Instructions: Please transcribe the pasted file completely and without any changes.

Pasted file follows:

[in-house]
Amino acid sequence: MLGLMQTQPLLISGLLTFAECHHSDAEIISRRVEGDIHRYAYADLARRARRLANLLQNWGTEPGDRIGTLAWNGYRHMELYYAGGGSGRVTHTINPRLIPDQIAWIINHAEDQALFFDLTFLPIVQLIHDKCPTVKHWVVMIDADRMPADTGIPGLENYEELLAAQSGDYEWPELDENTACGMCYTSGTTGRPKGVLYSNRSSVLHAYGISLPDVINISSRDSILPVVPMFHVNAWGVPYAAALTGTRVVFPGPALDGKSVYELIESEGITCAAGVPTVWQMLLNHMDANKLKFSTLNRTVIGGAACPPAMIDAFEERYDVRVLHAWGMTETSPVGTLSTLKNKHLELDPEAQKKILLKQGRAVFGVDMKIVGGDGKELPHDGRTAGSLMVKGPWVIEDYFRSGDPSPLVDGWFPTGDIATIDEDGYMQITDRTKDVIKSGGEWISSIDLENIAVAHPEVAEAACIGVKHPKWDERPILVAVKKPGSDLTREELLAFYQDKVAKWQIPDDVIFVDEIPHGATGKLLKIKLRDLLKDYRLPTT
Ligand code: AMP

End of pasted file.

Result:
[in-house]
Amino acid sequence: MLGLMQTQPLLISGLLTFAECHHSDAEIISRRVEGDIHRYAYADLARRARRLANLLQNWGTEPGDRIGTLAWNGYRHMELYYAGGGSGRVTHTINPRLIPDQIAWIINHAEDQALFFDLTFLPIVQLIHDKCPTVKHWVVMIDADRMPADTGIPGLENYEELLAAQSGDYEWPELDENTACGMCYTSGTTGRPKGVLYSNRSSVLHAYGISLPDVINISSRDSILPVVPMFHVNAWGVPYAAALTGTRVVFPGPALDGKSVYELIESEGITCAAGVPTVWQMLLNHMDANKLKFSTLNRTVIGGAACPPAMIDAFEERYDVRVLHAWGMTETSPVGTLSTLKNKHLELDPEAQKKILLKQGRAVFGVDMKIVGGDGKELPHDGRTAGSLMVKGPWVIEDYFRSGDPSPLVDGWFPTGDIATIDEDGYMQITDRTKDVIKSGGEWISSIDLENIAVAHPEVAEAACIGVKHPKWDERPILVAVKKPGSDLTREELLAFYQDKVAKWQIPDDVIFVDEIPHGATGKLLKIKLRDLLKDYRLPTT
Ligand code: AMP